Guide to Print Production 12.0 - Bulk Purchase


In the 12th Edition of the IDEAlliance Guide to Print Production, we categorize best practices and address the demands of evolving customer needs, the new challenges of acting globally and the latest changes in technology. From specifications such as GRACoL® and SWOP ® to updates in lighting and measurement, and the addition of the G7 ® specification TR015, this publication addresses the latest best practices in printing in North America and internationally. (Available in print only)

Guide to Print Production 12.0 includes important new developments in print production:

• G7 TR015 Specification

• New Reference Print Conditions

• Color Science to Predict Print

• Process Control to Manage the Supply Chain


This book describes the proper procedure for re-creating the content concept the way the content creator envisioned it.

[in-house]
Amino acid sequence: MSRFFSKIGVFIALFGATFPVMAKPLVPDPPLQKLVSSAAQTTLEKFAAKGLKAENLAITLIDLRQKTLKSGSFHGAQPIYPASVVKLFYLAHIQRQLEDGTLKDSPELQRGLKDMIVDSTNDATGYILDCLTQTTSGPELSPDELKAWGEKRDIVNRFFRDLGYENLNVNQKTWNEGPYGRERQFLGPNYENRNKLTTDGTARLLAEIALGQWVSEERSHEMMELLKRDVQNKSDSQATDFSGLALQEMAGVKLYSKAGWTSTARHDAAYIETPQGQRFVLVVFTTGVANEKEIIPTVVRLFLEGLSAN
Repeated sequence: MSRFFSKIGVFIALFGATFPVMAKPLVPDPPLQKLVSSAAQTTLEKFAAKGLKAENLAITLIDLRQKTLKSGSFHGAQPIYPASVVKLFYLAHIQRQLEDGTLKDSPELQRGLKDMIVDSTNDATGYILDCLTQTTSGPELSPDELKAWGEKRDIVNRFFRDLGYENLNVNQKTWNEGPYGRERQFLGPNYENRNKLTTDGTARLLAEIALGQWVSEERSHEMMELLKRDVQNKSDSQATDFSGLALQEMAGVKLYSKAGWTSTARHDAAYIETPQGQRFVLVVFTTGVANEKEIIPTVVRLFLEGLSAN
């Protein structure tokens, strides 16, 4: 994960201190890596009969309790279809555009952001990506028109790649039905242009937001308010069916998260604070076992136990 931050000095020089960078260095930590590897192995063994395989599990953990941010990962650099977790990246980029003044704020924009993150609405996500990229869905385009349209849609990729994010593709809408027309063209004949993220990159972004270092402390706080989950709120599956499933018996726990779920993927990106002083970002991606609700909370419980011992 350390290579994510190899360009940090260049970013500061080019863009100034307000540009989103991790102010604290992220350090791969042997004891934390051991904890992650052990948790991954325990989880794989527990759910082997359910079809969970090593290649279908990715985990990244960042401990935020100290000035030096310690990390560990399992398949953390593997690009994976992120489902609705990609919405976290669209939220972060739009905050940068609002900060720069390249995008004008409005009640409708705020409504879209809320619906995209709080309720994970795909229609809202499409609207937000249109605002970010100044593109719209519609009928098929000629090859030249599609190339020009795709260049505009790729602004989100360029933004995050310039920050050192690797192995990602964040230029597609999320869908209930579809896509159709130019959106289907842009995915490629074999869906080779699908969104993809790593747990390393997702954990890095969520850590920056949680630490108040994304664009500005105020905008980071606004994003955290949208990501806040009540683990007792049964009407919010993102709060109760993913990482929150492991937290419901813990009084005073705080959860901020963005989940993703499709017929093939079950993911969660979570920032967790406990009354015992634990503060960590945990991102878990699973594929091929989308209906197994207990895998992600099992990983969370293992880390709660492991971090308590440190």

Beginners Section
Basic guidelines for people who are new to production and prepress processes, or those who want to review the basics.

Guides & Best Practices
Experts from various facets of the industry have developed these guidelines for success in print production.

The 2012 edition of this specification continues SWOP’s mission to raise the level of quality of publication printing.

Screen Print
Defines formal baseline specifications of the screen-printing process.

Standard Printing Guidelines
Printing reference chart.

GRACoL is the most prominent of the IDEAlliance datasets and is used widely for print production across many formats.

Wide & Grand Format
Guidelines and best practices for printing large, full-color process images for signage, display and graphics.

Process Control
The G7 Process Control program helps printers make process control an integral part of their manufacturing operation.

What Is G7?
G7 simplifies calibration and press control while achieving the best “visual match” possible without color management.

Performance Metrics & Reporting
Performance metrics comprise a system to identify and report print as a process.

Colorimetry can supplement or replace historical densitometry in setting aims and tolerances for reproducing graphic images.